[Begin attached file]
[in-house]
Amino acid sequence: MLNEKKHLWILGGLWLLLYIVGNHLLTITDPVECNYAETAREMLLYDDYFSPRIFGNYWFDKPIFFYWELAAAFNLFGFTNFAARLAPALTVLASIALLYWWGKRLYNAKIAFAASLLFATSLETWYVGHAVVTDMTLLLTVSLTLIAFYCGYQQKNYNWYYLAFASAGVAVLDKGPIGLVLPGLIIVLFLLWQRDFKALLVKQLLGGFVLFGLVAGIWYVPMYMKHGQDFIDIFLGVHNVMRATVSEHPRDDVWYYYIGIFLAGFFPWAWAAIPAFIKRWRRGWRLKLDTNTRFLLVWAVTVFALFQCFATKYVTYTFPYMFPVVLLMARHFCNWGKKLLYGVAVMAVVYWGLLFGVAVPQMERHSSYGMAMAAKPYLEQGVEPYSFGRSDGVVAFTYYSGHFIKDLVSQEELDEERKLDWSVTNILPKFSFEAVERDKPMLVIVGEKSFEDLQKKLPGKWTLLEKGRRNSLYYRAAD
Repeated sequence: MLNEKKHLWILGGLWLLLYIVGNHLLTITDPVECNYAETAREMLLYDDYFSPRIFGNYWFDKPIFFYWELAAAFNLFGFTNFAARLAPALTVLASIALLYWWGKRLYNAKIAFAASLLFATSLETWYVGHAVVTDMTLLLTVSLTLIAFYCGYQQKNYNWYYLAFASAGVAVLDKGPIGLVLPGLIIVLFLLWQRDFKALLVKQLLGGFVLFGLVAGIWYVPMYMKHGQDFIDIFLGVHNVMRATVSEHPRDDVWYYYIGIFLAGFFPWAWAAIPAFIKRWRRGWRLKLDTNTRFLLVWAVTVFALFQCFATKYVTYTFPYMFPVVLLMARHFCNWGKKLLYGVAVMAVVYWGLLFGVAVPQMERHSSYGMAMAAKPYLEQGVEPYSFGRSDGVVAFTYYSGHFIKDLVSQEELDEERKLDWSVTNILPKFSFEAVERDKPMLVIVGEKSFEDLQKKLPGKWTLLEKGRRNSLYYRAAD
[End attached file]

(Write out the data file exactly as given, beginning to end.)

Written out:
[in-house]
Amino acid sequence: MLNEKKHLWILGGLWLLLYIVGNHLLTITDPVECNYAETAREMLLYDDYFSPRIFGNYWFDKPIFFYWELAAAFNLFGFTNFAARLAPALTVLASIALLYWWGKRLYNAKIAFAASLLFATSLETWYVGHAVVTDMTLLLTVSLTLIAFYCGYQQKNYNWYYLAFASAGVAVLDKGPIGLVLPGLIIVLFLLWQRDFKALLVKQLLGGFVLFGLVAGIWYVPMYMKHGQDFIDIFLGVHNVMRATVSEHPRDDVWYYYIGIFLAGFFPWAWAAIPAFIKRWRRGWRLKLDTNTRFLLVWAVTVFALFQCFATKYVTYTFPYMFPVVLLMARHFCNWGKKLLYGVAVMAVVYWGLLFGVAVPQMERHSSYGMAMAAKPYLEQGVEPYSFGRSDGVVAFTYYSGHFIKDLVSQEELDEERKLDWSVTNILPKFSFEAVERDKPMLVIVGEKSFEDLQKKLPGKWTLLEKGRRNSLYYRAAD
Repeated sequence: MLNEKKHLWILGGLWLLLYIVGNHLLTITDPVECNYAETAREMLLYDDYFSPRIFGNYWFDKPIFFYWELAAAFNLFGFTNFAARLAPALTVLASIALLYWWGKRLYNAKIAFAASLLFATSLETWYVGHAVVTDMTLLLTVSLTLIAFYCGYQQKNYNWYYLAFASAGVAVLDKGPIGLVLPGLIIVLFLLWQRDFKALLVKQLLGGFVLFGLVAGIWYVPMYMKHGQDFIDIFLGVHNVMRATVSEHPRDDVWYYYIGIFLAGFFPWAWAAIPAFIKRWRRGWRLKLDTNTRFLLVWAVTVFALFQCFATKYVTYTFPYMFPVVLLMARHFCNWGKKLLYGVAVMAVVYWGLLFGVAVPQMERHSSYGMAMAAKPYLEQGVEPYSFGRSDGVVAFTYYSGHFIKDLVSQEELDEERKLDWSVTNILPKFSFEAVERDKPMLVIVGEKSFEDLQKKLPGKWTLLEKGRRNSLYYRAAD